My Cancer Journey - Round Two
Well, after 9 years cancer-free, I was diagnosed with breast cancer again in July.
For round two, this will be the only post about it. The C-word has been in my family my entire life. It's not something I have feared because of the way my mom tackled cancer. My positive, go-get-em attitude came from her, as did her belief that there are silver linings in everything (check out the silver linings I talk about from my last cancer post).
I have always been a problem solver, and getting cancer, like before, was just a problem to be solved.
The good news is that I have an amazing medical oncologist and she caught it very early, DCIS (Ductal Carcinoma In Situ), stage 0. It's the earliest you can detect it. I didn't feel anything, but Dr. Rao is very proactive and I regularly had mammos, MRIs, ultrasounds, bloodwork, etc. An ultrasound found something irregular and a biopsy confirmed that it was cancer.
Five weeks to the day after diagnosis (on August 20th), I had a mastectomy, and reconstruction began. What amazed me was that I checked in at 6:30am, had surgery at 10:00am that lasted 2 hours, and I was discharged at 3:00pm. After stopping for meds, we arrived home at 5:00pm, I ate a grilled cheese sandwich (I was starving at that point!) then we went for a walk at 7:00pm. Crazy, right!?!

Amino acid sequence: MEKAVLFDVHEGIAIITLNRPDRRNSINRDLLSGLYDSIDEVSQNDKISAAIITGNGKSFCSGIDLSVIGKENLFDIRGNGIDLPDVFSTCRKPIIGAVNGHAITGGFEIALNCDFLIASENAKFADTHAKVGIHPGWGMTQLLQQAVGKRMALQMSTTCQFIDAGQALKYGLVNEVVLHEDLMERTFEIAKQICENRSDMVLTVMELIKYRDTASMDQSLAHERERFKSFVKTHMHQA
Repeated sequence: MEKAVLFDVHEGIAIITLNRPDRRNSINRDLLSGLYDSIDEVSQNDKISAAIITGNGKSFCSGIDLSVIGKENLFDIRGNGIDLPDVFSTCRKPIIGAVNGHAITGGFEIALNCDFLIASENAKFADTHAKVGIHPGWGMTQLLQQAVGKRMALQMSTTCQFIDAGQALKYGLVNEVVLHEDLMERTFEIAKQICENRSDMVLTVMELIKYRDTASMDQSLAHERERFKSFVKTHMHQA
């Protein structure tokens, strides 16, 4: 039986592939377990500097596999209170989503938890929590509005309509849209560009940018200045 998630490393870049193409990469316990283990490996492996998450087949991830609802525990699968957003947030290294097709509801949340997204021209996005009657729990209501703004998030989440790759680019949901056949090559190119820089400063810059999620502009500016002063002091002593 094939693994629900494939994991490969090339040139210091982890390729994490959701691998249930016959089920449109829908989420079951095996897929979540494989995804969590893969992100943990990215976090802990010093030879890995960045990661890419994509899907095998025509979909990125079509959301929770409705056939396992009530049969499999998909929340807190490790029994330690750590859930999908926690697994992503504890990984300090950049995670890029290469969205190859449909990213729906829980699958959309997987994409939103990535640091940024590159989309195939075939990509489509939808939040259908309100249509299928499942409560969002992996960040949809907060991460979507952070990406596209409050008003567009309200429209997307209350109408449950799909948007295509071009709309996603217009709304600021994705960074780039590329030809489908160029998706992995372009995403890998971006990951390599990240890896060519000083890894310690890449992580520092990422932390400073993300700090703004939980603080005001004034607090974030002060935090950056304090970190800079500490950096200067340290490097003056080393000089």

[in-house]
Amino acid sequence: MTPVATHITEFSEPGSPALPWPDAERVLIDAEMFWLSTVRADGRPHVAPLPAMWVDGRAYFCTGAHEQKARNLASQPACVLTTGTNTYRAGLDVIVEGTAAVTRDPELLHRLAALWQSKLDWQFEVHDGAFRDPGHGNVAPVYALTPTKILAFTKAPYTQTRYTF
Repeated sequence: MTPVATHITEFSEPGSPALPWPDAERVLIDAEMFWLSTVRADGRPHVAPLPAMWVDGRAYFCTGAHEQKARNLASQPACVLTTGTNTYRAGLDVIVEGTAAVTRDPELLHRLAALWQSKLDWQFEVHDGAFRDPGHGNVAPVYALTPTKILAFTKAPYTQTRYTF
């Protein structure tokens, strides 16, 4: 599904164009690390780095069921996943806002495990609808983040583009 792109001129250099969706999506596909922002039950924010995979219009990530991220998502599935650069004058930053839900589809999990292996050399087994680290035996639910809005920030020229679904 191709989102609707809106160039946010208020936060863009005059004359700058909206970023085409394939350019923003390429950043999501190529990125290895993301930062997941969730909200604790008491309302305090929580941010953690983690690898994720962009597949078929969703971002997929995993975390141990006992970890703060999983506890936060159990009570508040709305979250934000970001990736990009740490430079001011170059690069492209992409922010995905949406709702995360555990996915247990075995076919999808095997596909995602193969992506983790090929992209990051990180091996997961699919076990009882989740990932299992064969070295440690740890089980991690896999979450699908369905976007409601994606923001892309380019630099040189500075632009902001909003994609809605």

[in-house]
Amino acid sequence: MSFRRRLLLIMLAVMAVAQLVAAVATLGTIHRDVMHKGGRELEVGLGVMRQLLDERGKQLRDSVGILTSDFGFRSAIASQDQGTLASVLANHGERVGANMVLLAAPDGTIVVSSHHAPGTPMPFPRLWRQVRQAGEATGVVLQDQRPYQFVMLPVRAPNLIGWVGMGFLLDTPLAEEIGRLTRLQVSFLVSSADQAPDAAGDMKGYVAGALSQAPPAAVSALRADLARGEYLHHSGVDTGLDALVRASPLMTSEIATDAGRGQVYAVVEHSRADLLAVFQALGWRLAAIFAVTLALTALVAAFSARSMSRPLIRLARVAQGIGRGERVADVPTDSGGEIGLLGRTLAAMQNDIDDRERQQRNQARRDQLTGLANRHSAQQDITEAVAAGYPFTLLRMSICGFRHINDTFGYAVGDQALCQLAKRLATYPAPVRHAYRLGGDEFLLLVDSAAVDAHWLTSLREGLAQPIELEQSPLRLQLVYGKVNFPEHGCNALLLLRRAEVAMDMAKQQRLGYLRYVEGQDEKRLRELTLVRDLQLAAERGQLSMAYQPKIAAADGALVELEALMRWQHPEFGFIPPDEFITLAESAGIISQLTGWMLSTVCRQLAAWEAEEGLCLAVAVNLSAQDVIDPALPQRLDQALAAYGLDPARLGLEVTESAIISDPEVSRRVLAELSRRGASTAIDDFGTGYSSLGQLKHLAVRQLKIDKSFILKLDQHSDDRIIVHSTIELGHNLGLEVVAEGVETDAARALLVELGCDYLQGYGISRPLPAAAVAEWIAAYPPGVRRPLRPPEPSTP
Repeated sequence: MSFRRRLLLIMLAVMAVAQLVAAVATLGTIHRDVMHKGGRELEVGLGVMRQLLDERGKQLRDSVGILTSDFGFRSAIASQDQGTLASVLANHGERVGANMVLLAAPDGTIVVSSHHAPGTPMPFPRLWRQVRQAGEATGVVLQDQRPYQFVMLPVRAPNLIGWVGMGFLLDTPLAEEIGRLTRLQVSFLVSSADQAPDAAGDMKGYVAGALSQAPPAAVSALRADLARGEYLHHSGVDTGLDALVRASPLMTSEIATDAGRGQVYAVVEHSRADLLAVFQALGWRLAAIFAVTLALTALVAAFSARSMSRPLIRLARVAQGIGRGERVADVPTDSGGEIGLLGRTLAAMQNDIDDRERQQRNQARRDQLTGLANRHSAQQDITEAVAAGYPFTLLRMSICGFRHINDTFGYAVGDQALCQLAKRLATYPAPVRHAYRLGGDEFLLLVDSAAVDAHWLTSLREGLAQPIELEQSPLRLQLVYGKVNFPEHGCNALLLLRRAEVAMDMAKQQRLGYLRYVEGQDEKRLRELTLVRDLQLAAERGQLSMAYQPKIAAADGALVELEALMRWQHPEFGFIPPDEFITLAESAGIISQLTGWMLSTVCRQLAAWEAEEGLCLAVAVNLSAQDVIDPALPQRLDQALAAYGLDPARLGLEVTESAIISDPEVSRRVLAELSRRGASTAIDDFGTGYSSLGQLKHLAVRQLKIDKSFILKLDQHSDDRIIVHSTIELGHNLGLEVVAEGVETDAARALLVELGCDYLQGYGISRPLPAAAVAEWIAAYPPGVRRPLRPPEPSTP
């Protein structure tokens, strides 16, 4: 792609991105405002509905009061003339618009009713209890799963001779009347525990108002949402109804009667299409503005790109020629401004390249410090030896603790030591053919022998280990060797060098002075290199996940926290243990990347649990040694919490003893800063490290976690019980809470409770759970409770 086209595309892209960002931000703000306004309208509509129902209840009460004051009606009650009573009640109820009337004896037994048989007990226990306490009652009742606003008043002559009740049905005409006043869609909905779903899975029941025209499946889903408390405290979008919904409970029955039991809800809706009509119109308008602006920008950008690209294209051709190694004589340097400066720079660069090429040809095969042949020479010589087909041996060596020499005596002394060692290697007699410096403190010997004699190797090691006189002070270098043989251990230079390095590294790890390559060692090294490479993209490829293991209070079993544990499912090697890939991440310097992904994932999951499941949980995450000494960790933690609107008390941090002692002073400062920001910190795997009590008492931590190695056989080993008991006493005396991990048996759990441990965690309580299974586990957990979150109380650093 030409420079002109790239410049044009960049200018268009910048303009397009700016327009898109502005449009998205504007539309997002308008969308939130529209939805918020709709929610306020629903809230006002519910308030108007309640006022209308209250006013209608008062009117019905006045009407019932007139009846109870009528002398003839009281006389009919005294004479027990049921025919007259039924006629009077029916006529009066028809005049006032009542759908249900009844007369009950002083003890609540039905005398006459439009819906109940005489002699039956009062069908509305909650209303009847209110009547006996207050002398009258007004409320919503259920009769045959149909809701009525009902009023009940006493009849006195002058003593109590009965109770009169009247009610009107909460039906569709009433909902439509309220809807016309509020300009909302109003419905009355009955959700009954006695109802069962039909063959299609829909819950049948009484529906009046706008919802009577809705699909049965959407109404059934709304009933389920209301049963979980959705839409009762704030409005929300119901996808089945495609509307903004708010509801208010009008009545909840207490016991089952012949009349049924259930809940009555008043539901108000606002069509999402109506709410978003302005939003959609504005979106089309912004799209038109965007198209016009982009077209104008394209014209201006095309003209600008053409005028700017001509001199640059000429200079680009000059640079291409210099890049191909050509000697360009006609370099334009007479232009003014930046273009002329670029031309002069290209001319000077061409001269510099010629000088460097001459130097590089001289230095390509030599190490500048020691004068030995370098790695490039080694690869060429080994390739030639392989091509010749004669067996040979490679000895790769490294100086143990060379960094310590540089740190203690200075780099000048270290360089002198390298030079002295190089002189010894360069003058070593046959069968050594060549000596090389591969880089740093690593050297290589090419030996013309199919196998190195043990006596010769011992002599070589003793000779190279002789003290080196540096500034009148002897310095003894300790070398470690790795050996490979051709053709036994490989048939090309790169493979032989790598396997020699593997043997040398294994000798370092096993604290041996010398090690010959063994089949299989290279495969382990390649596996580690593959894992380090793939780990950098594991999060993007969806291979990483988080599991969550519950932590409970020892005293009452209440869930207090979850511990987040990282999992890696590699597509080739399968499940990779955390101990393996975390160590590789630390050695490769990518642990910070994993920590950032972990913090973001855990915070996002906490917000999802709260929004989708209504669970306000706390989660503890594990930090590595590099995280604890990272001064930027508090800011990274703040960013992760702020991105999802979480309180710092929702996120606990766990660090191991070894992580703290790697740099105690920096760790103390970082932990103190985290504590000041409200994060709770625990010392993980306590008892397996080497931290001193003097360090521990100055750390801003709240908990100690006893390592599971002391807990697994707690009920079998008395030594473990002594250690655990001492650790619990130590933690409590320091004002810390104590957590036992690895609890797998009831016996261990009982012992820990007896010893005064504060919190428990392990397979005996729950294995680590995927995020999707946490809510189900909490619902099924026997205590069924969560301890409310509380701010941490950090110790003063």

My recovery overall has been very fast. I had just 1 drain tube and it was removed 6 days after surgery (I had 4 tubes with the previous cancer!). I walk 1-2 times per day. I feel great...and I am incredibly grateful!
I couldn't do the tram flap reconstruction like before. This time we're doing a tissue expander reconstruction. After the mastectomy, the plastic surgeon inserted an expander (kind of like a balloon). As soon as my breast heals from the mastectomy, I will go into his office once a week for 2-3 weeks and he will inject saline into the expander. They do it a little at a time to allow the skin and tissue time to stretch. As soon as the right breast is the same size as the left, there will be no more injections and my body will have a rest for about 45 days at which time I'll go in for 1 final surgery to insert the permanent implant. Easy as can be.
* no chemo, radiation or pills - the surgeon confirmed last week that the cancer was contained in my breast and the lymph node he removed showed no cancerous cells...woo hoo! That's a big one!!
* fast and easy recovery - I can start running and doing all my regular activities (instead of only walking). Last round, I had to wait 8 weeks before I could increase my level of activity, this time only 2 weeks.
* little to no pain 2 days after surgery
Life is good! Cherish each moment, take nothing for granted, be thankful every day.
This picture was taken yesterday (9/4/21) as my husband and I celebrated 28 amazing years of marriage.
I am truly blessed, in every way.